Home / Features / Jyoti India’s Daughter
Jyoti India’s Daughter

Jyoti India’s Daughter

The story is about the light of her parents’ life.  They named her Jyoti. But five rapists and murderers blew that light out at a very young age of 23 years, just when she was getting ready to dispel the financial darkness out of their lives.

In the majority of murder cases, public generally gets a cursory account of a tragedy — the 5Ws of the crime — what, when, where, who and why? This rarely gives them a full picture of the offender’s thinking and cultural upbringing, essential to assess his or her redeeming and rehabilitative capacity.

I congratulate Ms. Leslee Udwin, the BBC and the CBC to document and put Jyoti’s story on their Internet sites, show it in the form of a documentary, and educate us about this “India’s Daughter”.

Emotionally exhausting, it is Ms. Udwin’s face to face interview with Mukesh Singh, the convicted death-row offender. At the end of her interview Ms. Udwin, comes out exhausted and gravely disappointed. Actually, interviewing criminals is always an exhausting experience. I know it first hand.

What made her feel so emotionally drained? It was the subject of her documentary, a psychopath. Ms. Udwin went looking for remorse in him, perhaps not thinking through that remorse is an outcome of deep soul searching. It is an expression of deep regret and guilt. It is that torturing feeling that keeps gnawing at you. It remains a mental and emotional burden until it is sincerely expressed. It lifts only when expressed, only when publicly expressed.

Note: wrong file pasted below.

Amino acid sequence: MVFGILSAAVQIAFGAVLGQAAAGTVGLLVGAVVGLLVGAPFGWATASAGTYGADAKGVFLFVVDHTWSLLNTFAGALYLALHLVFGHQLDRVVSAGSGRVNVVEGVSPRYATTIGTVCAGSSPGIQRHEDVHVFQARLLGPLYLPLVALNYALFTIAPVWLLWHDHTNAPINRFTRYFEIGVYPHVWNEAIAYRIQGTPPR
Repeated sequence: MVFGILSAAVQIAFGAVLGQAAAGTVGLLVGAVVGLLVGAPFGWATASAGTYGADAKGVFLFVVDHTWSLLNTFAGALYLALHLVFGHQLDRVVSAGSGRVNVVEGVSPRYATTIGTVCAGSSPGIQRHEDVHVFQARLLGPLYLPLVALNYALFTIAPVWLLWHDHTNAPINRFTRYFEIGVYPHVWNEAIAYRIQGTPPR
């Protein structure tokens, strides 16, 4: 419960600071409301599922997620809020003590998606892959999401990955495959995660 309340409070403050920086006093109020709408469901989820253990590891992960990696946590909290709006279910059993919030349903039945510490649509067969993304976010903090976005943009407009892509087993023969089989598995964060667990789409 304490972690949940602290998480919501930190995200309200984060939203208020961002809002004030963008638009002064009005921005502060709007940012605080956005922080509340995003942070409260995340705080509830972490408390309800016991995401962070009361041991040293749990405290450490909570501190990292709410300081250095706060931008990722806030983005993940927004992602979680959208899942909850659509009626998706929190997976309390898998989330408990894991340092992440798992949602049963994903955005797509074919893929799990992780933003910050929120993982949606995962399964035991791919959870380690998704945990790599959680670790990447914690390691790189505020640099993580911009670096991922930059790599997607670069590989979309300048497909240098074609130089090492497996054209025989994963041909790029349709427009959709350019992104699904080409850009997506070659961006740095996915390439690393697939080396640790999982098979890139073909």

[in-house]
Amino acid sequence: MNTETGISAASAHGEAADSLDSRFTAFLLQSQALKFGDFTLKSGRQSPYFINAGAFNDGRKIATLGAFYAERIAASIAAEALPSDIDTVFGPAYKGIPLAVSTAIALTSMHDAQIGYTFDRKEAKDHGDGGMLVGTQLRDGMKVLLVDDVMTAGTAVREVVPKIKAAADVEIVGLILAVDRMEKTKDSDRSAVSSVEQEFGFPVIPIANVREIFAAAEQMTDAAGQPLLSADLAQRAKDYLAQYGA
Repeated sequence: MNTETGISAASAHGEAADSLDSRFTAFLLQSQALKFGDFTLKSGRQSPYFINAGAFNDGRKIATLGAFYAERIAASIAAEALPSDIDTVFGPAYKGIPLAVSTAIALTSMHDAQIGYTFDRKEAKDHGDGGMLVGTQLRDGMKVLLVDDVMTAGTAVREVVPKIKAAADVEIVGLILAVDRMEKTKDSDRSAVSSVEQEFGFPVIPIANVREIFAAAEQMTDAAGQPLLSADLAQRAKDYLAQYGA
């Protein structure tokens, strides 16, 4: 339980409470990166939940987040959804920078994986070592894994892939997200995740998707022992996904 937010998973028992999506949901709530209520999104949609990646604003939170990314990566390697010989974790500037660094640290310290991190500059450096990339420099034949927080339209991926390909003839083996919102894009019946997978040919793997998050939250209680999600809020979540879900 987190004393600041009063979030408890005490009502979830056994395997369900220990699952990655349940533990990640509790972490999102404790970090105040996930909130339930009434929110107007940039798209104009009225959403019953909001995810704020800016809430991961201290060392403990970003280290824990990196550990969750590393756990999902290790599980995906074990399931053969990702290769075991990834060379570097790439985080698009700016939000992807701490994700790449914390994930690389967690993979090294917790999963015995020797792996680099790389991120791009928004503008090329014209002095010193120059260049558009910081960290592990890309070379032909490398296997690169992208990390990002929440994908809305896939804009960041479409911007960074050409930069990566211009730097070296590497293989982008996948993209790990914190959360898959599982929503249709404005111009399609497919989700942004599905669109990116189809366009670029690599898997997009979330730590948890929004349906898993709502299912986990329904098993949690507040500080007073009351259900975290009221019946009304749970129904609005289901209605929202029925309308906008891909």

During my professional years at the National Parole Board (Canada), I do not recall I ever had a psychopath expressing his remorse. They show no remorse, not because they cannot, but because they do not have it. Looking for remorse in a psychopath is like trying to find leftovers pieces of a lamb in the den of a hungry lion.

Mukesh Singh holds Jyoti responsible for her death.  His self-serving statement, “It takes two hands to clap.” He justifies and rationalises her torturous life ending experience.

“A decent girl won’t roam around at nine o’clock at night. A girl is far more responsible for rape than a boy. Housework and housekeeping is for girls, not roaming in discos and bars at night doing wrong things, wearing wrong clothes. About 20% of girls are good….,” He makes it look as though Jyoti and her male companion boarded the bus for some ex-rated action with those drunken criminals.

Mukesh Singh is a text book example of a psychopath. His irrational thinking, untruthfulness, insincerity, antisocial without apparent compunction, egocentricity and absence of insight, and most certainly, inability and unwillingness to learn from previous mistakes, “She had to be taught a lesson. …If she had quietly given in to the offender(s)’ wishes she would not have been harmed or dead.”